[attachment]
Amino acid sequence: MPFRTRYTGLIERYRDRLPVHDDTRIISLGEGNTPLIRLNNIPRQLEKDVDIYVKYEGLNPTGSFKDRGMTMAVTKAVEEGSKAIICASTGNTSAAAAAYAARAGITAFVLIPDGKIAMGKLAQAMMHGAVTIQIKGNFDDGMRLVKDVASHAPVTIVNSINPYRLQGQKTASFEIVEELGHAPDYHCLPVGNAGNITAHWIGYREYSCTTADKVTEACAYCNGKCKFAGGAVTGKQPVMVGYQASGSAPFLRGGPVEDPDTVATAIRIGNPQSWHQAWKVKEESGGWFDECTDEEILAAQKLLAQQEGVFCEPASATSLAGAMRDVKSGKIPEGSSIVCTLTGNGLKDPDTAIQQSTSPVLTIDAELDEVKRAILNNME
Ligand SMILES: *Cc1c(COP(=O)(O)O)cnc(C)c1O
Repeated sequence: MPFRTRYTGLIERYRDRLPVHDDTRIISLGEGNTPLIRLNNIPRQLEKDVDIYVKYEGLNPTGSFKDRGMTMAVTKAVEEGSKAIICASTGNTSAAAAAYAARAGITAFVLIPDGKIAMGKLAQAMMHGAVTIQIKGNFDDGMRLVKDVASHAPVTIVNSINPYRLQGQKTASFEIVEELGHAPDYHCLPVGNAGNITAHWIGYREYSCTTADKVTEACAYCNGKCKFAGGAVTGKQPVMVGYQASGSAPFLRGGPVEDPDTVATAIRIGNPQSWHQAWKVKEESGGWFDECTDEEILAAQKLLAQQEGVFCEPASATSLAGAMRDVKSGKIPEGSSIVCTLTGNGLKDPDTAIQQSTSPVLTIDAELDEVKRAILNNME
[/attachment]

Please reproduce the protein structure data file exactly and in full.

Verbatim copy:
Amino acid sequence: MPFRTRYTGLIERYRDRLPVHDDTRIISLGEGNTPLIRLNNIPRQLEKDVDIYVKYEGLNPTGSFKDRGMTMAVTKAVEEGSKAIICASTGNTSAAAAAYAARAGITAFVLIPDGKIAMGKLAQAMMHGAVTIQIKGNFDDGMRLVKDVASHAPVTIVNSINPYRLQGQKTASFEIVEELGHAPDYHCLPVGNAGNITAHWIGYREYSCTTADKVTEACAYCNGKCKFAGGAVTGKQPVMVGYQASGSAPFLRGGPVEDPDTVATAIRIGNPQSWHQAWKVKEESGGWFDECTDEEILAAQKLLAQQEGVFCEPASATSLAGAMRDVKSGKIPEGSSIVCTLTGNGLKDPDTAIQQSTSPVLTIDAELDEVKRAILNNME
Ligand SMILES: *Cc1c(COP(=O)(O)O)cnc(C)c1O
Repeated sequence: MPFRTRYTGLIERYRDRLPVHDDTRIISLGEGNTPLIRLNNIPRQLEKDVDIYVKYEGLNPTGSFKDRGMTMAVTKAVEEGSKAIICASTGNTSAAAAAYAARAGITAFVLIPDGKIAMGKLAQAMMHGAVTIQIKGNFDDGMRLVKDVASHAPVTIVNSINPYRLQGQKTASFEIVEELGHAPDYHCLPVGNAGNITAHWIGYREYSCTTADKVTEACAYCNGKCKFAGGAVTGKQPVMVGYQASGSAPFLRGGPVEDPDTVATAIRIGNPQSWHQAWKVKEESGGWFDECTDEEILAAQKLLAQQEGVFCEPASATSLAGAMRDVKSGKIPEGSSIVCTLTGNGLKDPDTAIQQSTSPVLTIDAELDEVKRAILNNME